One week since I bought my new MacBook Pro 13′, I thought I should probably document my experiences of switching from being solely a PC user to being a PC and Mac hybrid geek. If you’re here for Politics which most people are, you may want to move on from this article.
The first thing to note is that it’s not a fundamentally traumatic experience, though in my case some of that is probably tempered by the extreme satisfaction of having one of the most beautifully engineered pieces of equipment I’ve ever seen. There are certainly quirks which are difficult to reconcile with the PC way of doing things, and which seem a little infuriating. More of that laters.
Installing programmes WTF
So when a programme downloads for use on the Mac, it tends to come in the form of a disk image. The Mac mounts the image as if it’s a memory key or a DVD, and one must then symbolically move the programme file into the applications folder. Sometimes one has to actually drag into the folder, and more often there’s a link to the applications folder. The installer prompts one to click and drag the icon about an inch, and it’s done. System installs the programme. Simples.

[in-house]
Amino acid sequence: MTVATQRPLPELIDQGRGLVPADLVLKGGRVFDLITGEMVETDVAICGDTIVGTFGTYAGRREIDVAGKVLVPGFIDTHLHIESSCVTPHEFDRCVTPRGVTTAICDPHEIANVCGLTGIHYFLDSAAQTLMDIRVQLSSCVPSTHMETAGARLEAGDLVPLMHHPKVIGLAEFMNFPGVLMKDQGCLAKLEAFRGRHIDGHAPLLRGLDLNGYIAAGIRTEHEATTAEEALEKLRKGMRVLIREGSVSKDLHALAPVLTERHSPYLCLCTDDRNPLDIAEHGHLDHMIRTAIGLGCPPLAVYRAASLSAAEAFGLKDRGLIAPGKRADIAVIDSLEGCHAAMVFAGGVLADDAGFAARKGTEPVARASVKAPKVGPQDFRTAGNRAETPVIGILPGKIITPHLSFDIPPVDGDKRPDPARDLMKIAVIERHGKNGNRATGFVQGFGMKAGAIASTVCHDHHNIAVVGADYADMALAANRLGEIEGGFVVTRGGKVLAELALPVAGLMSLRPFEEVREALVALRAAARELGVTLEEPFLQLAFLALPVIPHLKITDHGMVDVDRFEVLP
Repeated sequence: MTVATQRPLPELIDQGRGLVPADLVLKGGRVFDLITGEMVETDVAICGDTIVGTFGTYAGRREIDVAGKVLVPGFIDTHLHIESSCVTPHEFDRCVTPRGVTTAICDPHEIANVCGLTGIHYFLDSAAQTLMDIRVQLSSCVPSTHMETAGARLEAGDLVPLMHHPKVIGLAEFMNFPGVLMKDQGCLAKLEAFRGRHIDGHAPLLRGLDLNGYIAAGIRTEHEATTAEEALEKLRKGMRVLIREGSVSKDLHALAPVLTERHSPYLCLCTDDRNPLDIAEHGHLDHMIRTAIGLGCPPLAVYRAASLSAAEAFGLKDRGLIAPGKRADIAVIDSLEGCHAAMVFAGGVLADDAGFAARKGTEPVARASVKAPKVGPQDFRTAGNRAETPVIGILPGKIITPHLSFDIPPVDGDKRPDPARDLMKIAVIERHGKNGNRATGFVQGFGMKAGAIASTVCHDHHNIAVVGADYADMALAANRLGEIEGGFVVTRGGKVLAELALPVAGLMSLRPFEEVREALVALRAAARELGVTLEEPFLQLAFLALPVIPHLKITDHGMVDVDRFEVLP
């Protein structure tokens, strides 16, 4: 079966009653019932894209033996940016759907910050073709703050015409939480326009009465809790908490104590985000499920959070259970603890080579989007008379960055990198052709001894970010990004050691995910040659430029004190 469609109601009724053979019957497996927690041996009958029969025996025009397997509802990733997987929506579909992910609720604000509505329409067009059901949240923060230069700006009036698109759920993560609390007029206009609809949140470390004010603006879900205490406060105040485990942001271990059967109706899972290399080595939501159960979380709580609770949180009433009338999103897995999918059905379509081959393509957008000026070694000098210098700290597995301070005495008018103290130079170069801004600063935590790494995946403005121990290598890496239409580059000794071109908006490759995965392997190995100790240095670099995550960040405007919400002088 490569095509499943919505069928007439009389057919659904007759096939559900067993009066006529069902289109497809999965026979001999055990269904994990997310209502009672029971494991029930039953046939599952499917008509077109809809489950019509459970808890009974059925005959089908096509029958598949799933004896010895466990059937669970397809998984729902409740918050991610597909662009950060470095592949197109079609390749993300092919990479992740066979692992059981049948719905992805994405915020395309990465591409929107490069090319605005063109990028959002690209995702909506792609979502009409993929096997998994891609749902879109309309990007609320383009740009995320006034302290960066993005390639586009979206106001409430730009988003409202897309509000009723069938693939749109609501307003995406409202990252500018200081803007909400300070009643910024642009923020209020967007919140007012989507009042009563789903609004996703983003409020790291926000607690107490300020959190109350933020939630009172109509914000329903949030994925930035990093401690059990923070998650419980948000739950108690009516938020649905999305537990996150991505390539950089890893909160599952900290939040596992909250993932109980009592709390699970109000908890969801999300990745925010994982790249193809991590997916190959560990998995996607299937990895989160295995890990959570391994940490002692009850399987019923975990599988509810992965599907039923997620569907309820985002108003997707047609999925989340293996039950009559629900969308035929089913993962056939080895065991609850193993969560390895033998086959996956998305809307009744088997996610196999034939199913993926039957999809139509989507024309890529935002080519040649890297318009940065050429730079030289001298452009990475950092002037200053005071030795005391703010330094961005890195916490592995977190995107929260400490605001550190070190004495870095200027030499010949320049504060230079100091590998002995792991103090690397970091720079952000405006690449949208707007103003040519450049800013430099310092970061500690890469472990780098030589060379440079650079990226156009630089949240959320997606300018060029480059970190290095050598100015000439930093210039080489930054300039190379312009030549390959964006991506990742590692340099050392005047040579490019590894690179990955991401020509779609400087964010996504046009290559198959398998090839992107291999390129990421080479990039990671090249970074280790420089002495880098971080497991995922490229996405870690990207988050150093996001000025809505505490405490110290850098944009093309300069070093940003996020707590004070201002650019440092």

Uninstalling is a case of dragging the programme icon to the trash.
Trauma: 4/10. This system is intuitive when you get used to it, though it seems a bit jinky at the start. Am used to just double click on an installer, but let’s face it, it’s actually easier the Mac way.
Delight: 6/10. being able to say ‘It Just Works’ like some fanboy loon is mildly satisfying.
The MacBook Pro Keyboard misses a hash key. This makes using Twitter initially pretty confusing. The layout is weird, and it puts the fn key where I expect a Ctrl key to be. And then it compounds the catastrophe by making the actual Ctrl key not the key for cutting and pasting. But then, there’s the fact that the keyboard is backlit, with a very cool white light. I’m used to this on my PC’s Logitech G15 keyboard, so I was ready for it, but it’s certainly a selling point.
Trauma: 5/10. If this was a MacBook without a backlit keyboard, it’d be 8/10 traumatic.
Delight: 8/10 The keyboard is backlit. Beautifully so. Use it on a bus or in bed without disturbing anyone else.
The LED backlit screen is borderline miraculous. No leakage, no bleed. The gloss screen is controversial, and I know some would prefer a glare-free variety, but I like it plenty, and I’ve used glossy and matte. I get the feeling that if I was even to think about a dead pixel, someone from Apple would come to my flat and glove-slap me.